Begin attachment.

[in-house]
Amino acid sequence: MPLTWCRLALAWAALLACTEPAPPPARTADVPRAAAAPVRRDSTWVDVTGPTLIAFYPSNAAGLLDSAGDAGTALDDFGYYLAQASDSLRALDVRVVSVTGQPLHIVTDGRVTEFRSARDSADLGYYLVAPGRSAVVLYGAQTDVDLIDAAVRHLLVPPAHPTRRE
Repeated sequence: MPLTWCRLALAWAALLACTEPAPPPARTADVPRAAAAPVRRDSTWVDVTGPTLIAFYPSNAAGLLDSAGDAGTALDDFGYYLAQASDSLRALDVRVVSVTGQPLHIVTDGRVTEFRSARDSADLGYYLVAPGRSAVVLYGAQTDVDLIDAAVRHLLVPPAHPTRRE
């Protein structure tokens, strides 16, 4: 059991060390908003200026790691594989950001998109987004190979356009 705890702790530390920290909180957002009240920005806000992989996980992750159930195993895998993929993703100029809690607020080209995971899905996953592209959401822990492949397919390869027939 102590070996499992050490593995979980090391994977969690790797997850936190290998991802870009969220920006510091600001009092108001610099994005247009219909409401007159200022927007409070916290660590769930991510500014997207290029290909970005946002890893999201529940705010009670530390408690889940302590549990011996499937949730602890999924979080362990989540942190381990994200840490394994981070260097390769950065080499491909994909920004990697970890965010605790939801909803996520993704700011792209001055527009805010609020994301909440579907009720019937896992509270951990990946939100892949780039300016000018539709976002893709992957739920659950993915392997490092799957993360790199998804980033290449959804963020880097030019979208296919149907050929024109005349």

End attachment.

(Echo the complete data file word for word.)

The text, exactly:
[in-house]
Amino acid sequence: MPLTWCRLALAWAALLACTEPAPPPARTADVPRAAAAPVRRDSTWVDVTGPTLIAFYPSNAAGLLDSAGDAGTALDDFGYYLAQASDSLRALDVRVVSVTGQPLHIVTDGRVTEFRSARDSADLGYYLVAPGRSAVVLYGAQTDVDLIDAAVRHLLVPPAHPTRRE
Repeated sequence: MPLTWCRLALAWAALLACTEPAPPPARTADVPRAAAAPVRRDSTWVDVTGPTLIAFYPSNAAGLLDSAGDAGTALDDFGYYLAQASDSLRALDVRVVSVTGQPLHIVTDGRVTEFRSARDSADLGYYLVAPGRSAVVLYGAQTDVDLIDAAVRHLLVPPAHPTRRE
């Protein structure tokens, strides 16, 4: 059991060390908003200026790691594989950001998109987004190979356009 705890702790530390920290909180957002009240920005806000992989996980992750159930195993895998993929993703100029809690607020080209995971899905996953592209959401822990492949397919390869027939 102590070996499992050490593995979980090391994977969690790797997850936190290998991802870009969220920006510091600001009092108001610099994005247009219909409401007159200022927007409070916290660590769930991510500014997207290029290909970005946002890893999201529940705010009670530390408690889940302590549990011996499937949730602890999924979080362990989540942190381990994200840490394994981070260097390769950065080499491909994909920004990697970890965010605790939801909803996520993704700011792209001055527009805010609020994301909440579907009720019937896992509270951990990946939100892949780039300016000018539709976002893709992957739920659950993915392997490092799957993360790199998804980033290449959804963020880097030019979208296919149907050929024109005349």